Russian pig production grows – a podcast

Podcasts are a perfect way to get caught up with new swine information! We are presenting you the latest episode from “At The Meeting… Honoring Dr. Bob Morrison” in collaboration with SwineCast.

Economic sanctions have sparked expansion of Russian pork production to the point where export to China is likely. The At the Meeting team learns about Russia’s swine industry with Brad Heron, director of pork operations for Cherkizovo, one of Russia’s leading protein production companies.

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Virulence associated factors, antimicrobial resistance, and in silico serotyping of Streptococcus suis

This is our Friday rubric: every week a new Science Page from the Bob Morrison’s Swine Health Monitoring Project. The previous editions of the science page are available on our website.

Researchers from the University of Guelph and the University of Montreal describe the distribution of serotypes of Streptococcus suis in this week’s science page. Thank you to researchers Aradanas, Poljak, Fittipaldi, Ricker, Farzan who worked on this study.

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Modeling between-farm transmission dynamics of porcine epidemic diarrhea virus: characterizing the dominant transmission routes

Read about PEDV dissemination modeling in today’s Science Page, presented by Jason A. Galvis, Cesar A. Corzo, Joaquín M. Prada, and Gustavo Machado.

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Best of Leman 2021: Mark Schwartz – Alternative production methods for effective management increased litter size

This is our most popular series on the blog. Once a month, we are sharing with you a presentation given at the Allen D. Leman swine conference, on topics that the swine group found interesting, innovative or that lead to great discussions.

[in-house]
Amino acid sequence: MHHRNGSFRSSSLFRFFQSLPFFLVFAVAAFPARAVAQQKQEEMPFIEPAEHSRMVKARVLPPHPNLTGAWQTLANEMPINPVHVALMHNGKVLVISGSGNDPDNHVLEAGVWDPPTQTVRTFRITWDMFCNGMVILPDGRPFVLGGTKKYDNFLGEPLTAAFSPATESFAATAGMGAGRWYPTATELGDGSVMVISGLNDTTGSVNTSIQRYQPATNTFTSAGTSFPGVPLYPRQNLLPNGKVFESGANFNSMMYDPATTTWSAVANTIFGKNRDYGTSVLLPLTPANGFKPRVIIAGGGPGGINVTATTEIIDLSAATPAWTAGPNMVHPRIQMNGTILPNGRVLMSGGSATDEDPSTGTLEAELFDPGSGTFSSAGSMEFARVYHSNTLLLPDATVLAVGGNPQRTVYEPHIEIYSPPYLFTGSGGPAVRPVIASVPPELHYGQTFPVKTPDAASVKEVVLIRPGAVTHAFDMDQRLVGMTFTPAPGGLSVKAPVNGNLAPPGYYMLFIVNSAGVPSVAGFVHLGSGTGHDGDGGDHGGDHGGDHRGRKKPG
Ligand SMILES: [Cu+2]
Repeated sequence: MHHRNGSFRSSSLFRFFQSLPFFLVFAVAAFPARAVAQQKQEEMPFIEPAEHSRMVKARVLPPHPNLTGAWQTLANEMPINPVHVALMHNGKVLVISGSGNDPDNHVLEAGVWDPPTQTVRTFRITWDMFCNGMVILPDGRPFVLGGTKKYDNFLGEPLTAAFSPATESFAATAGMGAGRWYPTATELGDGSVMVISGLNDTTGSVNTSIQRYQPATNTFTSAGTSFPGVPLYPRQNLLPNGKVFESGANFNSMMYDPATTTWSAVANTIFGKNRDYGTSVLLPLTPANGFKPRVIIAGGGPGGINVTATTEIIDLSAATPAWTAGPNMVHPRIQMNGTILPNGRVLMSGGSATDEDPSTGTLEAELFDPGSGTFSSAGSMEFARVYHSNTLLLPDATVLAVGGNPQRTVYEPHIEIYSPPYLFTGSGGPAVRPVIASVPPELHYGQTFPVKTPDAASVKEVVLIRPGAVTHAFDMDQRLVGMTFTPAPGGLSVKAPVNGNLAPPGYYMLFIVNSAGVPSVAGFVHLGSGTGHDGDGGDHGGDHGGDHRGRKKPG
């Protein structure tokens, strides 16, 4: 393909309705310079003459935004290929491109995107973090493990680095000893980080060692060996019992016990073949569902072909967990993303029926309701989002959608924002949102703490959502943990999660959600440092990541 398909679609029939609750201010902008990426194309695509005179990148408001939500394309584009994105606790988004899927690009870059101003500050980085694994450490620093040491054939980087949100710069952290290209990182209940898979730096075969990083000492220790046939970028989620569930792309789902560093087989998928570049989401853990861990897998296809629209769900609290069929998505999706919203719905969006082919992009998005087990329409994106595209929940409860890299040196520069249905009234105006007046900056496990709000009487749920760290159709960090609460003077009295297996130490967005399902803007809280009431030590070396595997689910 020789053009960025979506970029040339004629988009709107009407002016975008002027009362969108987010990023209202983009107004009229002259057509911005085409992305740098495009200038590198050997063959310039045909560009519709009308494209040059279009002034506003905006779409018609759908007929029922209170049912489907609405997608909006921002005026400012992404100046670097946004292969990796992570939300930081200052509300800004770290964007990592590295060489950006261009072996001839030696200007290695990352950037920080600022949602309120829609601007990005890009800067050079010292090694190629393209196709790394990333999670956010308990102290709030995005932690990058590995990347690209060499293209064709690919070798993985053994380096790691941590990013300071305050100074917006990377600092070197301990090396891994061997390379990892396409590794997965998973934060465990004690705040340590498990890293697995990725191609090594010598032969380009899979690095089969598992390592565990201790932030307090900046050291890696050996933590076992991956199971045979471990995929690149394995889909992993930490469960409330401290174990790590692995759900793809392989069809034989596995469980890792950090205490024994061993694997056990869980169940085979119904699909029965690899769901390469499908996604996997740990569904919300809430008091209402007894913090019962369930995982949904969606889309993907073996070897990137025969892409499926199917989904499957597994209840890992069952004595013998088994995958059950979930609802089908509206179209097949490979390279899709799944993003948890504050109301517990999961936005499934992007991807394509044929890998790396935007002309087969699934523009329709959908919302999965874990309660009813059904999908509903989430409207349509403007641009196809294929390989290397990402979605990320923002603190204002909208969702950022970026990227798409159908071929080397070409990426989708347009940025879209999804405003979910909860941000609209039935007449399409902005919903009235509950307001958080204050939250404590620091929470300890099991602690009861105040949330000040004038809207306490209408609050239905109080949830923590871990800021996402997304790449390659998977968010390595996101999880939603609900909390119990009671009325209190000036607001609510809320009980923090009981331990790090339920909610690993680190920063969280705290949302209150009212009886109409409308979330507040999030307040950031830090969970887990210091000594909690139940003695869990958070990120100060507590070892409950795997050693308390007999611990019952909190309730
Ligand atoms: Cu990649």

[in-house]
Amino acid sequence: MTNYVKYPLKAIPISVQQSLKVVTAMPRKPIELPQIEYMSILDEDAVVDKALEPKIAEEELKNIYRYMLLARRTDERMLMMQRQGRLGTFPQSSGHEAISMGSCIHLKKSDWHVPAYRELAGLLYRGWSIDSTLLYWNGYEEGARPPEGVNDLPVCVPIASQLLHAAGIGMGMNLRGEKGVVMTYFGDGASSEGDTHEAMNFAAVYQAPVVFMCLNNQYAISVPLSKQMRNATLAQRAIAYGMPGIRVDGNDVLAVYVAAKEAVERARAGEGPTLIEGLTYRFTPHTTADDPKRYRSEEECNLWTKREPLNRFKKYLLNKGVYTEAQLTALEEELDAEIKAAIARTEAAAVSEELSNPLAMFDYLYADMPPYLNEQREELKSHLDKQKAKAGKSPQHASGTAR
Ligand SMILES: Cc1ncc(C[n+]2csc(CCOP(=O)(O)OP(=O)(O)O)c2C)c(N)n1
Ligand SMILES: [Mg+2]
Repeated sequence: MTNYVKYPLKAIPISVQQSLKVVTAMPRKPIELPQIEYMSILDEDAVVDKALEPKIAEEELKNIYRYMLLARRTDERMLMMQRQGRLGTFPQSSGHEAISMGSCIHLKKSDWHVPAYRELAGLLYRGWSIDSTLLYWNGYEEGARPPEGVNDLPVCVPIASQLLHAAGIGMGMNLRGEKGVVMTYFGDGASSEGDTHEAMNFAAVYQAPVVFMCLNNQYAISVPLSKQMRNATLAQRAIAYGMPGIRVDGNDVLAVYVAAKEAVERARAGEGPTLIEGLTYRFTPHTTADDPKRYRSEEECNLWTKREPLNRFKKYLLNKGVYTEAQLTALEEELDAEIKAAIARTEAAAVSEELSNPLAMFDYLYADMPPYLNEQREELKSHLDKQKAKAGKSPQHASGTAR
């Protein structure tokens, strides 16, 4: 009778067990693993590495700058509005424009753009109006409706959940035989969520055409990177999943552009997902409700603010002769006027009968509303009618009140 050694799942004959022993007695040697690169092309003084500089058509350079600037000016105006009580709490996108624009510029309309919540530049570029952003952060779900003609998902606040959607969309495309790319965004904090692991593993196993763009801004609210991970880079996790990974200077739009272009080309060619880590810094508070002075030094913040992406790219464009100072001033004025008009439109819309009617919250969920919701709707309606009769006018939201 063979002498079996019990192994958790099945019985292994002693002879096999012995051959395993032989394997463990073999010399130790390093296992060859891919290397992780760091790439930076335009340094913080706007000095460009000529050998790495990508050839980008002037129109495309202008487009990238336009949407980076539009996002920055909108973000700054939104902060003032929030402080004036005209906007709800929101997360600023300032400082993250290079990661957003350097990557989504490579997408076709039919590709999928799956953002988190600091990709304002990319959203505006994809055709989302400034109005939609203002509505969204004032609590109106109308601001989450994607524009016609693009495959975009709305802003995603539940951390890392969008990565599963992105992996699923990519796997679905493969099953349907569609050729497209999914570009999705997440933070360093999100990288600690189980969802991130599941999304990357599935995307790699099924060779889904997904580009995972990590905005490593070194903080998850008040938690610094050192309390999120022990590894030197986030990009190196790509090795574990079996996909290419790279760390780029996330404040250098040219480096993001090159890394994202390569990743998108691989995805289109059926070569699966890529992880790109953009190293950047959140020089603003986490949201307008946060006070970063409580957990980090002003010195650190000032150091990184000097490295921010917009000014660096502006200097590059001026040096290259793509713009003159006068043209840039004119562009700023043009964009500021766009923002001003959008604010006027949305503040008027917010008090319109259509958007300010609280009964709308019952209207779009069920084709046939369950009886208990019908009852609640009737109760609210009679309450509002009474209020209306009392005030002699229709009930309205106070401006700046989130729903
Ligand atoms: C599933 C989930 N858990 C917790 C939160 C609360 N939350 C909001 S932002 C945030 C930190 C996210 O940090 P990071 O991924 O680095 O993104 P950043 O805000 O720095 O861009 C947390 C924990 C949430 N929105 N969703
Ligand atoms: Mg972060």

You can find all of the presentations selected from previous conferences on the blog here.

This month we are sharing a talk about production methods for increased litter size by Mark Schwartz (Schwartz Farms).

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Effect of floor space allowances on growth performance of finishing pigs marketed at 138 kilograms

Today on the blog, we are sharing a study by our colleagues: Dr. Lee Johnston from the College of Food, Agricultural, and Natural resources Sciences (CFANS) and Sara Schieck from the swine extension team, regarding floor space allowance and its impact on growth on finishing pigs.

The full article is available online in open access on the Journal of Animal Science website.

Rationale

Most floor space allowance studies were conducted 20 years ago when pigs were sent to market when they reached 113kg (around 248 lb) whereas pigs are currently sent at 128kg (281 lb). Therefore, guidelines need to be updated.

Study design

Experiment 1: Pigs from 27 to 138 kg (59 to 304 lb) were housed providing either 0.71, 0.80, 0.89, 0.98, or 1.07 m2/pig of floor space (respectively 7.64, 8.61, 9.58, 10.55, 11.52 square ft/pig). Growth rate, cortisol concentration and lesion scores were measured for each pig.

Experiment 2: Pigs around 130 kg (286 lb) were housed providing either 0.71, 0.80, 0.89, 0.98, or 1.07 m2/pig of floor space (respectively 7.64, 8.61, 9.58, 10.55, 11.52 square ft/pig).

Results

Floor space allowance finishing pigs
Impact of floor space allowance on Average Daily Gain (ADG), Average Daily Feed Intake (ADFI), and growth to feed ratio (G:F) in the last 16 weeks of the experiment.